• toto May 31, 2012 at 12:35 pm

    The National Popular Vote bill would guarantee the Presidency to the candidate who receives the most popular votes in all 50 states (and DC).

    Every vote, everywhere, would be politically relevant and equal in presidential elections. No more distorting and divisive red and blue state maps. There would no longer be a handful of ‘battleground’ states where voters and policies are more important than those of the voters in more than 3/4ths of the states that now are just ‘spectators’ and ignored after the primaries.

    When the bill is enacted by states possessing a majority of the electoral votes– enough electoral votes to elect a President (270 of 538), all the electoral votes from the enacting states would be awarded to the presidential candidate who receives the most popular votes in all 50 states and DC.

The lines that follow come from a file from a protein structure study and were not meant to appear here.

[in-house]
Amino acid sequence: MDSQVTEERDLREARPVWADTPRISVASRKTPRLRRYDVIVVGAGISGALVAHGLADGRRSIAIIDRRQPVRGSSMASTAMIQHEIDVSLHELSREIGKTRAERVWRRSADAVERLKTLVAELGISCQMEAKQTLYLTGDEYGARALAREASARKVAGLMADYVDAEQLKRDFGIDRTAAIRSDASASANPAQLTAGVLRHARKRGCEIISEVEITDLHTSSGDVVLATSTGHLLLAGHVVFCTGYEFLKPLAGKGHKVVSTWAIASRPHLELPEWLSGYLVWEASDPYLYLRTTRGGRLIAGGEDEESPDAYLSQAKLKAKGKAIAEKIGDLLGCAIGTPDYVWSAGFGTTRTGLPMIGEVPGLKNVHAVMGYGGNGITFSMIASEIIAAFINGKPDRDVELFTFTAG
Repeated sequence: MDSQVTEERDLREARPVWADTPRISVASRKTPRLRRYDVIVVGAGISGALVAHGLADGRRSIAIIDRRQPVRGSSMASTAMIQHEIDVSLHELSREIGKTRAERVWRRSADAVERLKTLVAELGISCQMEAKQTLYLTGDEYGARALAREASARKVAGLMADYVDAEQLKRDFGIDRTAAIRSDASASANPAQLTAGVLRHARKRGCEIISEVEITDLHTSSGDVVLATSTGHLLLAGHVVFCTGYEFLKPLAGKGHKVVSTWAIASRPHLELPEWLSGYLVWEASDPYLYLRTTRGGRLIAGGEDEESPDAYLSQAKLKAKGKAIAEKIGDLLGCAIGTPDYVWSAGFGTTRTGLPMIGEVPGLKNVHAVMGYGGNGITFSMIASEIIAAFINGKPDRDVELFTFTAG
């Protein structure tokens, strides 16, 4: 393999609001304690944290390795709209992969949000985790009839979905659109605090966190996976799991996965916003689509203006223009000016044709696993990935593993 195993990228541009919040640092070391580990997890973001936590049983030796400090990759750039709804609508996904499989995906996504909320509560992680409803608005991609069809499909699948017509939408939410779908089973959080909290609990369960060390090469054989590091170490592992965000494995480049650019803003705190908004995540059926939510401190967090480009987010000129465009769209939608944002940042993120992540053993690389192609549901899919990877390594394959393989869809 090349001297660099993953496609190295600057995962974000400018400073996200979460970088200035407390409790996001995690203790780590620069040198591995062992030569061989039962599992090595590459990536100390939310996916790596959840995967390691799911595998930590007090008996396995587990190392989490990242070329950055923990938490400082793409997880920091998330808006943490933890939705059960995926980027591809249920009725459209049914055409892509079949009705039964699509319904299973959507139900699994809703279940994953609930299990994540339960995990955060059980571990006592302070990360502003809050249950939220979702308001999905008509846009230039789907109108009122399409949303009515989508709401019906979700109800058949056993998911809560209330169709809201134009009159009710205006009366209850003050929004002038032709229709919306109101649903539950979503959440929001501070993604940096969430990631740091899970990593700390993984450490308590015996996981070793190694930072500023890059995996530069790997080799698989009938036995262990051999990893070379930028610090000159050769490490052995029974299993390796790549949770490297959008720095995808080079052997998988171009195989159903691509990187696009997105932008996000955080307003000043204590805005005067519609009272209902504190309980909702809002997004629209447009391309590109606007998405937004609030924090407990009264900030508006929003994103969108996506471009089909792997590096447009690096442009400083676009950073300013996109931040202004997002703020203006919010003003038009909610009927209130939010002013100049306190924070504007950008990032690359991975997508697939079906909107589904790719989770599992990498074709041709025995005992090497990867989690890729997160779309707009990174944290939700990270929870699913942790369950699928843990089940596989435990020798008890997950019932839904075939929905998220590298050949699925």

The bill uses the power given to each state by the Founding Fathers in the Constitution to change how they award their electoral votes for President. Historically, virtually all of the major changes in the method of electing the President, including ending the requirement that only men who owned substantial property could vote and 48 current state-by-state winner-take-all laws, have come about by state legislative action.

    A survey of Utah voters showed 70% overall support for the idea that the President of the United States should be the candidate who receives the most popular votes in all 50 states. Voters were asked:
    “How do you think we should elect the President: Should it be the candidate who gets the most votes in all 50 states, or the current Electoral College system?”
    By political affiliation, support was 82% among Democrats, 66% among Republicans, and 75% among others.
    By gender, support was 78% among women and 60% among men.
    By age, support was 70% among 18-29 year olds, 70% among 30-45 year olds, 70% among 46-65 year olds, and 68% for those older than 65.